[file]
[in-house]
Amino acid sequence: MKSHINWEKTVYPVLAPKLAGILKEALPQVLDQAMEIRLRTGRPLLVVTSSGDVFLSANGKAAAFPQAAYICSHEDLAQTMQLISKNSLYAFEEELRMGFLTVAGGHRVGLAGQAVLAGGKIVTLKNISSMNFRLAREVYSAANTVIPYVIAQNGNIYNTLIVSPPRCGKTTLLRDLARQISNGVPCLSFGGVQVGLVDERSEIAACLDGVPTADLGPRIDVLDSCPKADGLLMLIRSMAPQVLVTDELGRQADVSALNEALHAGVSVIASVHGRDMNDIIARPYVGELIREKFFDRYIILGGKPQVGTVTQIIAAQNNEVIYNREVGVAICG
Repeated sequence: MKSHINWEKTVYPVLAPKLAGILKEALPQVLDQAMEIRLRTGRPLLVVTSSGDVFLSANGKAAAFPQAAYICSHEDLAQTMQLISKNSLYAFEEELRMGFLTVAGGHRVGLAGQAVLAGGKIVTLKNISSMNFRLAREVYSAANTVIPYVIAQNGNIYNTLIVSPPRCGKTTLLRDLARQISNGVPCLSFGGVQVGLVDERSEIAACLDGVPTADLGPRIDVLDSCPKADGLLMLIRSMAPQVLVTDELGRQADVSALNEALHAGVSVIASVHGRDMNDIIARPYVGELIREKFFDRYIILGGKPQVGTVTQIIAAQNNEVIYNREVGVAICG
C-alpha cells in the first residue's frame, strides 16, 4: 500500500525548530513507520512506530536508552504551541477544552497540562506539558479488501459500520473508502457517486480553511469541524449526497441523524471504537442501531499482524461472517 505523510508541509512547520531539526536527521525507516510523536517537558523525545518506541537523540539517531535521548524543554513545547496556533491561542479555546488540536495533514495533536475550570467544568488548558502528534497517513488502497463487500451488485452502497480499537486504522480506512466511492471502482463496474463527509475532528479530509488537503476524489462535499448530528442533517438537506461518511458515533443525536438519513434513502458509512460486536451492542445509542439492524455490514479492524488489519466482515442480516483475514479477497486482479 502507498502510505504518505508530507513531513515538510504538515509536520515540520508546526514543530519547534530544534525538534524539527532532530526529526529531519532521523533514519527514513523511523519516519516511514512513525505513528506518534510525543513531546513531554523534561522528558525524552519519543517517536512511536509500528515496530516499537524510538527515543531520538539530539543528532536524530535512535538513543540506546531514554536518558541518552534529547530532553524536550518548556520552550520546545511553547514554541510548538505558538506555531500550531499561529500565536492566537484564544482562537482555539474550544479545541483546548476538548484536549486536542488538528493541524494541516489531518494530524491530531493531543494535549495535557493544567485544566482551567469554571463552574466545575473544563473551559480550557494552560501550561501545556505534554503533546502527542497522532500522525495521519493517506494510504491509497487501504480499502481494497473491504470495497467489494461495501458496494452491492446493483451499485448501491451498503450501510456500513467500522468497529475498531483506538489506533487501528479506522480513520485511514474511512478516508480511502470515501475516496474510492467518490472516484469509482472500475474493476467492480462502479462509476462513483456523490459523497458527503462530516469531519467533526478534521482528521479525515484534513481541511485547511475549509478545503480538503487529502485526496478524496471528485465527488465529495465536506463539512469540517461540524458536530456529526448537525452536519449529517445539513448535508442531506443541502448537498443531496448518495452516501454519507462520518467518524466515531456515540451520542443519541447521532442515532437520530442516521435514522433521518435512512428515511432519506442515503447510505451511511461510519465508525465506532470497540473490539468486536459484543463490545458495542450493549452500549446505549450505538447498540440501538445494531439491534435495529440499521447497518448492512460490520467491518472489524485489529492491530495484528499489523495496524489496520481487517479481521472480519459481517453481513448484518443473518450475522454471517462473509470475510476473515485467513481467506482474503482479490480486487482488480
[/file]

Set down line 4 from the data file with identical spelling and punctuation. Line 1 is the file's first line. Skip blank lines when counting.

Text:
C-alpha cells in the first residue's frame, strides 16, 4: 500500500525548530513507520512506530536508552504551541477544552497540562506539558479488501459500520473508502457517486480553511469541524449526497441523524471504537442501531499482524461472517 505523510508541509512547520531539526536527521525507516510523536517537558523525545518506541537523540539517531535521548524543554513545547496556533491561542479555546488540536495533514495533536475550570467544568488548558502528534497517513488502497463487500451488485452502497480499537486504522480506512466511492471502482463496474463527509475532528479530509488537503476524489462535499448530528442533517438537506461518511458515533443525536438519513434513502458509512460486536451492542445509542439492524455490514479492524488489519466482515442480516483475514479477497486482479 502507498502510505504518505508530507513531513515538510504538515509536520515540520508546526514543530519547534530544534525538534524539527532532530526529526529531519532521523533514519527514513523511523519516519516511514512513525505513528506518534510525543513531546513531554523534561522528558525524552519519543517517536512511536509500528515496530516499537524510538527515543531520538539530539543528532536524530535512535538513543540506546531514554536518558541518552534529547530532553524536550518548556520552550520546545511553547514554541510548538505558538506555531500550531499561529500565536492566537484564544482562537482555539474550544479545541483546548476538548484536549486536542488538528493541524494541516489531518494530524491530531493531543494535549495535557493544567485544566482551567469554571463552574466545575473544563473551559480550557494552560501550561501545556505534554503533546502527542497522532500522525495521519493517506494510504491509497487501504480499502481494497473491504470495497467489494461495501458496494452491492446493483451499485448501491451498503450501510456500513467500522468497529475498531483506538489506533487501528479506522480513520485511514474511512478516508480511502470515501475516496474510492467518490472516484469509482472500475474493476467492480462502479462509476462513483456523490459523497458527503462530516469531519467533526478534521482528521479525515484534513481541511485547511475549509478545503480538503487529502485526496478524496471528485465527488465529495465536506463539512469540517461540524458536530456529526448537525452536519449529517445539513448535508442531506443541502448537498443531496448518495452516501454519507462520518467518524466515531456515540451520542443519541447521532442515532437520530442516521435514522433521518435512512428515511432519506442515503447510505451511511461510519465508525465506532470497540473490539468486536459484543463490545458495542450493549452500549446505549450505538447498540440501538445494531439491534435495529440499521447497518448492512460490520467491518472489524485489529492491530495484528499489523495496524489496520481487517479481521472480519459481517453481513448484518443473518450475522454471517462473509470475510476473515485467513481467506482474503482479490480486487482488480